What do the following all have in common: Land Rover, Rover, Morgan, Triumph, and TVR?
These manufacturers all had at least one model powered by an English engine known as the Rover V8.
Like General Motor’s own LS-series V8s, it was also offered in different sizes and outputs, but this motor predates the LS V8 by two decades.
The thing is, it was thanks to the American auto industry that the Rover V8 came to be, as it was essentially a copy initially of a US engine – a Buick one, at that. As such, the heavy-lifting of the research and development was done by Americans, and this 8-cylinder motor was special. It was a small block, (215ci or 3.5-liters) constructed from aluminum, which made it light. In fact, it was the lightest V8 in the world for a time, weighing less than 320lbs.
After serving a relatively short time in its contemporary form, including in the Oldsmobile F-85 and Cutlass, it was ultimately scoped out by the British, specifically Rover, who wanted it for its lightweight and superior power-to-weight ratio which would be perfect for the famed British sports cars of the era.
From The United States To The British Isles
Prior to the Rover V8, the large engine of choice for the large sedans and executive-class cars would have been the 3-liter motor, this was the engine of choice for Rover’s cars which they named, imaginatively, the 3-Liter.
Squeezing out 115hp, then eventually up to the dizzying heights of 135hp in the 3rd generation, the engines were heavy and uneconomical, but these were different times.
Fast forward to the 3.5-liter Rover V8 and this was a real innovation, it would be both lighter and more powerful at the same time than the 3-liter straight sixes. This improved economy brought more torque, and of course better performance. The Rover V8 would feature in the P5B, B for Buick.
It wasn’t just for old sedans either – for more than 20 years, up until the start of the 90s, the Rover V8 appeared in the Morgan Plus 8 – the famously wooden-framed car with consistent retro styling. Another interesting car powered by the 3.5-liter engine would be the Triumph TR8, based on the TR7.
Archetypal British Drop-Tops
If you think of British sports cars, the default answer will probably point to the MGs, specifically the MGBs.
Within that class, there were different variants – notably, a 4-cylinder roadster, a 2.9-liter straight 6, and the Rover V8-powered MGB GT V8. While the MGC with its 2.9-liter engine made around 145hp, it was still heavy.
The MGB GT V8 was both a solution and a great marketing tool – along with its 140hp it was 40lbs lighter than even the 4-cylinder, so it had a sizeable increase in performance with no drop in handling ability.
Initially, the V8 idea had already been put into action by Ken Costello, a man with a private business converting MGs into roadsters with V8s.
MG took this idea and made it their own leaving Ken with no choice but to ultimately leave the lucrative business.
Anyway, the MGB GT V8 was a hit and the one to have now if you can find one, with prices reflecting this.
A Powerplant Under Many Hoods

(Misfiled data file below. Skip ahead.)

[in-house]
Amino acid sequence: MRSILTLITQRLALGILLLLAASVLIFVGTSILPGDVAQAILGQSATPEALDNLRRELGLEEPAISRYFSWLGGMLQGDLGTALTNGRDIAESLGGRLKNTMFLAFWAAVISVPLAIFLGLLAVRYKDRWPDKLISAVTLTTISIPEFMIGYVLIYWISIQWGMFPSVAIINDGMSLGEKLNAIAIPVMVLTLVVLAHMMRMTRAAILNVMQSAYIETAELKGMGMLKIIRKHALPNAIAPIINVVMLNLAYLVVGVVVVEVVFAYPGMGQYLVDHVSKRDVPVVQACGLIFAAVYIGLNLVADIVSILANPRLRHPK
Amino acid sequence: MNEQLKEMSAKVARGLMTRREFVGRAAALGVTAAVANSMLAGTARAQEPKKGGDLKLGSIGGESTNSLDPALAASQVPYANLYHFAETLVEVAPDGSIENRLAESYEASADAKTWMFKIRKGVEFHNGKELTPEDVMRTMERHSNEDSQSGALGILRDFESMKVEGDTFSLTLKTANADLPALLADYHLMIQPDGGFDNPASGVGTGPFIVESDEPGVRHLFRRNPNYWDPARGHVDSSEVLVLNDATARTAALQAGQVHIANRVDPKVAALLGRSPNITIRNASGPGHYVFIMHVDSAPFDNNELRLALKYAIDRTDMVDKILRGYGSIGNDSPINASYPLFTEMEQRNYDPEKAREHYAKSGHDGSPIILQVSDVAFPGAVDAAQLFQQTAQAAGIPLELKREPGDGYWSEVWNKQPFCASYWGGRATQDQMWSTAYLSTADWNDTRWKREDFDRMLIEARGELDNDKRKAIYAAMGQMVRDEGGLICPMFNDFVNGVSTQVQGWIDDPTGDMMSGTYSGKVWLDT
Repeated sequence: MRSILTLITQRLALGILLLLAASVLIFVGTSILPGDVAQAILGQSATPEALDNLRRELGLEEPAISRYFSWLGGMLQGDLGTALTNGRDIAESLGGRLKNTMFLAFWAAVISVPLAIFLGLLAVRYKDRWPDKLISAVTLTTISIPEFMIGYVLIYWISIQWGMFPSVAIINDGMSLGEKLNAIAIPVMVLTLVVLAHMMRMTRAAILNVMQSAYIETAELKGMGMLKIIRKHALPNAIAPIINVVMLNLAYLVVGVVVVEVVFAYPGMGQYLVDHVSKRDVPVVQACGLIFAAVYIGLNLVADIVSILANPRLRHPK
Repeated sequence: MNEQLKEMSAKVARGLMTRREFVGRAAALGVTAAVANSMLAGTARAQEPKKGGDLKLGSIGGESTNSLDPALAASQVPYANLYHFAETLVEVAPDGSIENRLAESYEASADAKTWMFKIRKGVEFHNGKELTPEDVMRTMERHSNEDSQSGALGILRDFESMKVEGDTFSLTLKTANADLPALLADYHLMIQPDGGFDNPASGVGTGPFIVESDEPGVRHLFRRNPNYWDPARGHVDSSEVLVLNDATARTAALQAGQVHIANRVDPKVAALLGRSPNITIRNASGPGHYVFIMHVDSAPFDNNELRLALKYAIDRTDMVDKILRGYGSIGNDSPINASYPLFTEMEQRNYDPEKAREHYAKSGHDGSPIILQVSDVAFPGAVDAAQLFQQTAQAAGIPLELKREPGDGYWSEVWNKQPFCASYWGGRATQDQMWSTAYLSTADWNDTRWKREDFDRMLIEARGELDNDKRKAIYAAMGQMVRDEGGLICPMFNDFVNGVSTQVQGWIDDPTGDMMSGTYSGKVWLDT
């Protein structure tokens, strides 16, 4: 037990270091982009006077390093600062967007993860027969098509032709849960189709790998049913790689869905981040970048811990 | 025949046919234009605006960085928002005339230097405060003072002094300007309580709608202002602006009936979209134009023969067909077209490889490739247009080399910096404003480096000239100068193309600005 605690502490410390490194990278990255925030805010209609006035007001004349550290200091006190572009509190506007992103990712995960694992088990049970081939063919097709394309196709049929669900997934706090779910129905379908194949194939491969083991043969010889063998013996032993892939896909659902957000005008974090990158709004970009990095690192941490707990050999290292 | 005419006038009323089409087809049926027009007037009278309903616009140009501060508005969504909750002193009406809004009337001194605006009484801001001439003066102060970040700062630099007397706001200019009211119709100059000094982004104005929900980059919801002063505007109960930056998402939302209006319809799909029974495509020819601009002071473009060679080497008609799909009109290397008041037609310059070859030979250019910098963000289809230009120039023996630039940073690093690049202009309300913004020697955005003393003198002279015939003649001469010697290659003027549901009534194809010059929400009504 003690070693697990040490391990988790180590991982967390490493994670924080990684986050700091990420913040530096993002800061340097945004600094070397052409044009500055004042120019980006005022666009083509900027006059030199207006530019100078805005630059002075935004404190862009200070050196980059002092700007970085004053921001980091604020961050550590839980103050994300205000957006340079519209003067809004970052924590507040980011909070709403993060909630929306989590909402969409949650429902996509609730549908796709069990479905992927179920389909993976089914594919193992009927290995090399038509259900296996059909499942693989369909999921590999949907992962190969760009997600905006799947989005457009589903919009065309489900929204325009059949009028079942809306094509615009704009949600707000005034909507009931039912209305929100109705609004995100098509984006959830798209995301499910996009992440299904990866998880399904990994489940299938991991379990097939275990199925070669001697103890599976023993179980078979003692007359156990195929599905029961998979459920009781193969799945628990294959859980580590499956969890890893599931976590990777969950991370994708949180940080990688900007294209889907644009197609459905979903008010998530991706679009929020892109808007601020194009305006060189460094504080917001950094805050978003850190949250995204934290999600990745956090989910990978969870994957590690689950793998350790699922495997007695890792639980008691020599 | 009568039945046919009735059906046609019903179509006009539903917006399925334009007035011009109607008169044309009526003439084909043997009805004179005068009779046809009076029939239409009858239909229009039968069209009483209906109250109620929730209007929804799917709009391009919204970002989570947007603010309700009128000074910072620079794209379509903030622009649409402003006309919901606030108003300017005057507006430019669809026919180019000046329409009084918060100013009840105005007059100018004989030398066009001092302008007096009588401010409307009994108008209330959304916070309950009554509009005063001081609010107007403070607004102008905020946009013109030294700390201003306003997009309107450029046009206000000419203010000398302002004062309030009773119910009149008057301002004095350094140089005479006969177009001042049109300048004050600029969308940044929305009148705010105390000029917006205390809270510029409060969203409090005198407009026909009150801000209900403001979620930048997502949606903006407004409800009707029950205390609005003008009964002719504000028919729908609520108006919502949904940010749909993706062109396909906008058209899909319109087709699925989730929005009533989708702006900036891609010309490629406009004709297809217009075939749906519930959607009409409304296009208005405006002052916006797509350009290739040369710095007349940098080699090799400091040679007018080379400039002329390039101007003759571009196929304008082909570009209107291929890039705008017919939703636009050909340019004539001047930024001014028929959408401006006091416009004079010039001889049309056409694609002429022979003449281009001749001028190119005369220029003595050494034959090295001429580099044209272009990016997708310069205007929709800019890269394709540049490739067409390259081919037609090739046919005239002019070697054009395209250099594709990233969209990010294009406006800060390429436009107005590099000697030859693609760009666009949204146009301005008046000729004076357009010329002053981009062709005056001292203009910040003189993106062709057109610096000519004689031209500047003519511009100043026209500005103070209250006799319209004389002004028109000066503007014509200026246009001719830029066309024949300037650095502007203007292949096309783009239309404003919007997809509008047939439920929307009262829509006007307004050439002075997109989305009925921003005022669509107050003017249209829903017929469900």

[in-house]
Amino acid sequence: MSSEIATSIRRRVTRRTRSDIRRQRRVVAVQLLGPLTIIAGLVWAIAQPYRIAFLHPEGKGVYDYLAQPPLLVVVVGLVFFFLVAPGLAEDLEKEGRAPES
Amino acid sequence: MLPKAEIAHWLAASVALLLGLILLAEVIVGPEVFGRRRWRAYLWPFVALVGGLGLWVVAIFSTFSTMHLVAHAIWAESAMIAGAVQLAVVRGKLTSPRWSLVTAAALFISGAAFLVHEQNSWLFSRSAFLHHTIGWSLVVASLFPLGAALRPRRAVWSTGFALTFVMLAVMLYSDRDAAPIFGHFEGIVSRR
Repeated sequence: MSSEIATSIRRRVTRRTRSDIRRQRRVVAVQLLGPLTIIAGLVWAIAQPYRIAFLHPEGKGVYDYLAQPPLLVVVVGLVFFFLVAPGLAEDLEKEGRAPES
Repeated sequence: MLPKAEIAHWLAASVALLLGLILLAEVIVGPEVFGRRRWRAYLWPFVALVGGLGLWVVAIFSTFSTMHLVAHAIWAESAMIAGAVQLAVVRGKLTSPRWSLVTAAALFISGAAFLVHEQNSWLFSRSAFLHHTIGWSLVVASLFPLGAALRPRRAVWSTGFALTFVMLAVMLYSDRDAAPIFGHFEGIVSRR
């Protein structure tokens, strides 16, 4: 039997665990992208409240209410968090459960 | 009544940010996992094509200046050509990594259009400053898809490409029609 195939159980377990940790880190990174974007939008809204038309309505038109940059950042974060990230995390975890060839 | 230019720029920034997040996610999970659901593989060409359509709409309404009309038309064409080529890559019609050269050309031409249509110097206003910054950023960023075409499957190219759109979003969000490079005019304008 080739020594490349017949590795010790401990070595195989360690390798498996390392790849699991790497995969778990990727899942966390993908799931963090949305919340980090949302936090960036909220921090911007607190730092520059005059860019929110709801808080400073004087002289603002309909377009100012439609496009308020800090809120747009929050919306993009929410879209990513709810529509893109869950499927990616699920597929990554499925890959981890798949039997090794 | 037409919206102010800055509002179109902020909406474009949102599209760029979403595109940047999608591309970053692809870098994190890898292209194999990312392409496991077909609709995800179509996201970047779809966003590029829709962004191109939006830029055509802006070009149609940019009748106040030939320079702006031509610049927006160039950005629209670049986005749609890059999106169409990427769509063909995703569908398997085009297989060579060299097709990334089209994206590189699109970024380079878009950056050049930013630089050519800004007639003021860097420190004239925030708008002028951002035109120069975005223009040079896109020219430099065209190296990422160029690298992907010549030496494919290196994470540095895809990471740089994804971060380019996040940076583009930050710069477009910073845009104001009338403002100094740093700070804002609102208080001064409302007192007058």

The Rover V8 would enjoy time in the Land Rover Range Rover, in the Defender, and the Discovery, right up to around 2004, where it was by then getting long in the tooth.
Land Rover used the 3.5-liter and then up to a 4.2-liter eventually but there were other sizes in-between.
TVR used it in the Griffith and Chimaera. Remember, this engine was being improved throughout its life consistently and for the TVR cars, it was available in up to 5-liter capacity with 350hp.
Doesn’t sound like much today, but remember, this used to be the kind of output expected from a naturally aspirated pushrod V8, and these engines used to be less rev-hungry but with more freely available torque.
By the time the new millennium came around, the Rover V8 had featured in a plethora of cars and had also gained a reputation as a good engine for transplanting into project cars and hotrods and engine swaps.
Long In The Tooth
As technology had improved though, its limits were clear and other V8 options had now become available with better fuel economy, more power, improved reliability, and more advanced technology, like the BMW M62 engine.
At this point, between 1995 and 2005 (when the Rover V8 would cease to be manufactured) the BMW engine would already make at least 230hp from its overhead camshaft-driven 3.5-liter V8 and would make much more later, incorporating VVT (variable valve timing) from 1998. A high-performance version of this would appear in the E39 M5.
From 1976 to 1986 the SD1 was Rover’s top-end fastback car with a 3.5-liter V8 under the hood, as well as less intriguing machinery on other versions.
With around 190hp in the best version, it also won car of the year in 1977 and despite its shortcomings regarding chin-strokingly sub-standard build quality (something Rover and ultimately British Leyland would become arguably synonymous with), it was well-received by the press, the public, and the police force who liked its performance. There are a few Rover SD1 V8 police cars that remain and still look kind of cool, in a very retro way of course.
190hp, 220lbs feet of torque, and a 7-second 0-60mph time were available, as was a 135mph top-end.
The Rover V8 had its day, providing power in a lightweight package for both sports cars and more run-of-the-mill workhorses.
It wasn’t perfect, no engine is, but it survived a tumultuous history in the British car industry and provided inspiration and horsepower which enabled the creation of some greatest, most idiosyncratic machines of the time.
The MG B GT is a sporty british muscle car that can actually still be bought for sensible money.
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